What We’ve Learned About Supporting Caregivers at a Distance


We’ve heard from our partners that proactive measures are being taken to protect communities from and contain the spread of coronavirus nationwide. Adult day centers are closing, community organizations are limiting or cancelling classes & support groups, and many other services are being impacted. Organizations are forced to adapt to these changing circumstances in order to continue providing support to the family caregivers that they serve while keeping staff, caregivers, and loved ones safe. To help organizations adapt and maximize their ability to continue providing support, we’ve gathered our key learnings about supporting caregivers at a distance. 

Personalization is Key 

With this virus at the top of mind, every organization and association out there is sending mass communication with instructions for how to protect yourself and your community. News outlets are warning that such mass communication may cause “information overload”1. With an abundance of communication and messaging, caregivers may not know which instructions are correct to follow and may end up feeling more worried or anxious as a result. 

Morrison (2015) states that within the health domain, personalized content can help reassure clients and patients that they are receiving and following advice that is right for them. Knowing that you, as a staff member they trust, recommended content to them has led to an increase in engagement and activation when compared to non-personalized recommendations. Direct family caregivers to specific resources or modules that you know will be helpful for their current care situation. For example, if you know from prior conversations that sleep and sundowning are issues, you can tailor your content recommendations to be unique to that caregiver. Directing caregivers to resources that will help them navigate these changing conditions can go a long way. 

Promote Two-way Communication

Caregivers have reported that they often feel a sense of loneliness, whether it be due to feeling like their peers don’t understand what they’re going through or not having enough time to engage with their peers like they used to. Now more than ever, with the recommendation of social distancing, and in some cases self quarantine, organizations have to ensure they are prepared to promote caregiver wellness and reduce feelings of isolation. 

When asked what technology design characteristics they would find most useful in an intervention, Schreve et al. (2016)2 found that caregivers highlighted the need for technology to alleviate the social isolation inherent in caregiving. Prioritizing bi-directional interventions will be an important strategy in supporting caregivers at a distance during this trying time. Blusi et al. (2014)3 found that internet interventions do in fact have the ability to reduce feelings of isolation among caregivers. We’ve seen this first hand, as our most engaged users are eager to use social features alongside the educational content.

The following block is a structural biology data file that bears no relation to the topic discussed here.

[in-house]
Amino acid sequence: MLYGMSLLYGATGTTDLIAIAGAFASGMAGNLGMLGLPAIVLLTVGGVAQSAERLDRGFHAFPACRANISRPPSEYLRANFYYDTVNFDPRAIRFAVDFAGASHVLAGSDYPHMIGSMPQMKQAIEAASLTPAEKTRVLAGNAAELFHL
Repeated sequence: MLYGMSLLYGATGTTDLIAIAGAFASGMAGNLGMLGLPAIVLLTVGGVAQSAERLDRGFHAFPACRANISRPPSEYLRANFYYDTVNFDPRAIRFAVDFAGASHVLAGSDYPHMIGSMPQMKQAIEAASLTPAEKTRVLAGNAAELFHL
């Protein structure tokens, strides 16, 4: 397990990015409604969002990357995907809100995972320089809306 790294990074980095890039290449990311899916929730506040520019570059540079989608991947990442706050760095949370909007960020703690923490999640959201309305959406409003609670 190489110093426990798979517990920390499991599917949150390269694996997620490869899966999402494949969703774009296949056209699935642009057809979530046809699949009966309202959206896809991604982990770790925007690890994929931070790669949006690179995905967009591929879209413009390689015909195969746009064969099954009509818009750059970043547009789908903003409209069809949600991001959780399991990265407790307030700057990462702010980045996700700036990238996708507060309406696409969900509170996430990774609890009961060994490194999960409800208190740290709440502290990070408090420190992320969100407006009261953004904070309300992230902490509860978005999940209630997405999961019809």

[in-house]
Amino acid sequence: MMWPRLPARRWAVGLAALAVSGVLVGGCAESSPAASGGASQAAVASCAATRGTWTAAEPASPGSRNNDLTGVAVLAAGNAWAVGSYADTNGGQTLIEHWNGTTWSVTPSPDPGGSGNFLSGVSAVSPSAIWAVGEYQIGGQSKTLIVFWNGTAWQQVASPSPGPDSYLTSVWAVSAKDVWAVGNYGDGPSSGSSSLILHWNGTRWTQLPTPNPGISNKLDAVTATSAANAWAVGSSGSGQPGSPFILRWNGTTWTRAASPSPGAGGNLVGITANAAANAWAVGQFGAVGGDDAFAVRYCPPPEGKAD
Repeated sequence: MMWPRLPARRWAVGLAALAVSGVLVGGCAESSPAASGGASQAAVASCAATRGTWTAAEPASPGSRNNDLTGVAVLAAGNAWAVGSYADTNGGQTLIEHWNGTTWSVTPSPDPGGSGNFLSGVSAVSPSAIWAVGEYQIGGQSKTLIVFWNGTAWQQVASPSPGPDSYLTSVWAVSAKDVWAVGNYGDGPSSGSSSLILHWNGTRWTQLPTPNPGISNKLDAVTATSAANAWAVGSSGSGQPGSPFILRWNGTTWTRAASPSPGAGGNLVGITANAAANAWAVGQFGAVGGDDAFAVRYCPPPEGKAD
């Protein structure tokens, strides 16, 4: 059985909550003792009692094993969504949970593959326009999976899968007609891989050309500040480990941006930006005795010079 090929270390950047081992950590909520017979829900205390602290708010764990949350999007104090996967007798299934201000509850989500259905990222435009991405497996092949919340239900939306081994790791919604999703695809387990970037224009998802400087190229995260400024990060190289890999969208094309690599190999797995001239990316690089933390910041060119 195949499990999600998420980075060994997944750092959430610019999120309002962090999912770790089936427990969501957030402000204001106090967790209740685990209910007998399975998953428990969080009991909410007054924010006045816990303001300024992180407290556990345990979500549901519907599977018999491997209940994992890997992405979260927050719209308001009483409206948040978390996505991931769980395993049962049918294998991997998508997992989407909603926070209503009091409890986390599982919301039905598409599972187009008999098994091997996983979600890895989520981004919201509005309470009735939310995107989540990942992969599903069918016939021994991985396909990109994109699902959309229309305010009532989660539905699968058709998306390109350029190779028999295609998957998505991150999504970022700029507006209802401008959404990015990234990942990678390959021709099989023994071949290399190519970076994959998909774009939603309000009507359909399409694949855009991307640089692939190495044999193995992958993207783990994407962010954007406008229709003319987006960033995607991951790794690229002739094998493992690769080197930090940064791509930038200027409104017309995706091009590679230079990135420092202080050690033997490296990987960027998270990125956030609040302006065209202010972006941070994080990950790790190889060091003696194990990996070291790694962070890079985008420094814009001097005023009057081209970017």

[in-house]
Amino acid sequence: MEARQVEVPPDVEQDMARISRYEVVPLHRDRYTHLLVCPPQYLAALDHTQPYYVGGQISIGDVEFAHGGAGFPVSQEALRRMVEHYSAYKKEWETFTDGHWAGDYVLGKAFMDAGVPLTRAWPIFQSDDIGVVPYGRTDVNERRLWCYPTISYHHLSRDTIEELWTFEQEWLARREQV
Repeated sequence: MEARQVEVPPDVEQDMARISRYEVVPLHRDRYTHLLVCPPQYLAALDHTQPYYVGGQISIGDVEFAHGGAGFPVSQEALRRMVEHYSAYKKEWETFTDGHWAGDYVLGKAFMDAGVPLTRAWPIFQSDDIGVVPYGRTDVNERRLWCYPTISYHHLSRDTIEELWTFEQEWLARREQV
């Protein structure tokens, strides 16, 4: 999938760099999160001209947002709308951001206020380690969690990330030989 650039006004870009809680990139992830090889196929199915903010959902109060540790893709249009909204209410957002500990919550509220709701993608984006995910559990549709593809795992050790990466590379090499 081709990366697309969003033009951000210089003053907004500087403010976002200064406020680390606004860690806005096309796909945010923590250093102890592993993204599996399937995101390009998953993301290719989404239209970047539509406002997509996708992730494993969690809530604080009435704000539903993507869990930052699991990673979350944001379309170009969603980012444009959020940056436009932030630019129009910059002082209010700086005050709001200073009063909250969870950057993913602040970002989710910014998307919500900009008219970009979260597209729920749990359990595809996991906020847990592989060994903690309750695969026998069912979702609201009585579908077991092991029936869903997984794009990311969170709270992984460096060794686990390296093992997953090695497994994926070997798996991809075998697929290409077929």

Remove Friction and Facilitate Access

Under regular circumstances, programs or interventions may require lengthy intake questionnaires or surveys that are onerous and time consuming. While these processes are important for reporting and data collection, they can also add friction to the onboarding process and appear more onerous than helpful for caregivers.

Our team has found that simplifying and shortening the registration process substantially drives engagement. If you know your organization will need specific data for an annual report, you can take advantage of features like online surveys to collect data on an as-needed basis in the future. By removing the friction involved in registration and on-boarding, we can help caregivers receive the resources and support they need now. 

Come Together 

Information sources are predominantly talking about closures, cancellations, and restrictions. This can leave organizations feeling helpless and concerned. However, it is important to remember that these unfortunate circumstances have also shed light on the unity and human connection that can develop out of hardship. 

Our partners have told us that they are getting countless calls from the community asking what can be done for family caregivers and their loved ones during this time. Spreading the word about accessible and remote programs can help ensure family caregivers across the nation don’t go without care and support. Our partners that are having outsized impact with family caregivers leverage their network of community organizations as a channel to make sure caregivers know what is available to them during these tough times. 

For more information about supporting caregivers at a distance, contact Leda Rosenthal, Director of Growth, at Leda@Trualta.com or 1-800-214-5085 ext 1.

Click here for the list of references used in this research